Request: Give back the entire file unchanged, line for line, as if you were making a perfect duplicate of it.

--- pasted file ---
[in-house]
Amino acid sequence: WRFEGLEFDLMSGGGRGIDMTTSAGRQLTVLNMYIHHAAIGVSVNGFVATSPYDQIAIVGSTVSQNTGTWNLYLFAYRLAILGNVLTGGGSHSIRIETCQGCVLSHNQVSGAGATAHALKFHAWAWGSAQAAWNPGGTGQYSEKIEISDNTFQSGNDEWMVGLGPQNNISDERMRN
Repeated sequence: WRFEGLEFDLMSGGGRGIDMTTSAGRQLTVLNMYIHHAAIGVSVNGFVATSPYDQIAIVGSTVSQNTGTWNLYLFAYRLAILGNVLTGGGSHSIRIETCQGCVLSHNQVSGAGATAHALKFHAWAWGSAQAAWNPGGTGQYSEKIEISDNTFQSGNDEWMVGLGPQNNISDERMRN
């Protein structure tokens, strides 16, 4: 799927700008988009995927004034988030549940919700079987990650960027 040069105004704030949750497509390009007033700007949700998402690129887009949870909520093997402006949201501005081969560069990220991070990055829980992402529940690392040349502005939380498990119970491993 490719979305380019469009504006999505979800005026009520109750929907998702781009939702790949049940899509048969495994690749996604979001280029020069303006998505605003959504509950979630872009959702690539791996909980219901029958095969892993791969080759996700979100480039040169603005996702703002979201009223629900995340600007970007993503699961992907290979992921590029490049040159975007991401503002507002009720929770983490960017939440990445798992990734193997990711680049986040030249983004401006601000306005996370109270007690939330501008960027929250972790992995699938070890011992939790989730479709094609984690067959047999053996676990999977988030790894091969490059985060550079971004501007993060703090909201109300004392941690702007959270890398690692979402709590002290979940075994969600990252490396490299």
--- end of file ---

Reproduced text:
[in-house]
Amino acid sequence: WRFEGLEFDLMSGGGRGIDMTTSAGRQLTVLNMYIHHAAIGVSVNGFVATSPYDQIAIVGSTVSQNTGTWNLYLFAYRLAILGNVLTGGGSHSIRIETCQGCVLSHNQVSGAGATAHALKFHAWAWGSAQAAWNPGGTGQYSEKIEISDNTFQSGNDEWMVGLGPQNNISDERMRN
Repeated sequence: WRFEGLEFDLMSGGGRGIDMTTSAGRQLTVLNMYIHHAAIGVSVNGFVATSPYDQIAIVGSTVSQNTGTWNLYLFAYRLAILGNVLTGGGSHSIRIETCQGCVLSHNQVSGAGATAHALKFHAWAWGSAQAAWNPGGTGQYSEKIEISDNTFQSGNDEWMVGLGPQNNISDERMRN
């Protein structure tokens, strides 16, 4: 799927700008988009995927004034988030549940919700079987990650960027 040069105004704030949750497509390009007033700007949700998402690129887009949870909520093997402006949201501005081969560069990220991070990055829980992402529940690392040349502005939380498990119970491993 490719979305380019469009504006999505979800005026009520109750929907998702781009939702790949049940899509048969495994690749996604979001280029020069303006998505605003959504509950979630872009959702690539791996909980219901029958095969892993791969080759996700979100480039040169603005996702703002979201009223629900995340600007970007993503699961992907290979992921590029490049040159975007991401503002507002009720929770983490960017939440990445798992990734193997990711680049986040030249983004401006601000306005996370109270007690939330501008960027929250972790992995699938070890011992939790989730479709094609984690067959047999053996676990999977988030790894091969490059985060550079971004501007993060703090909201109300004392941690702007959270890398690692979402709590002290979940075994969600990252490396490299």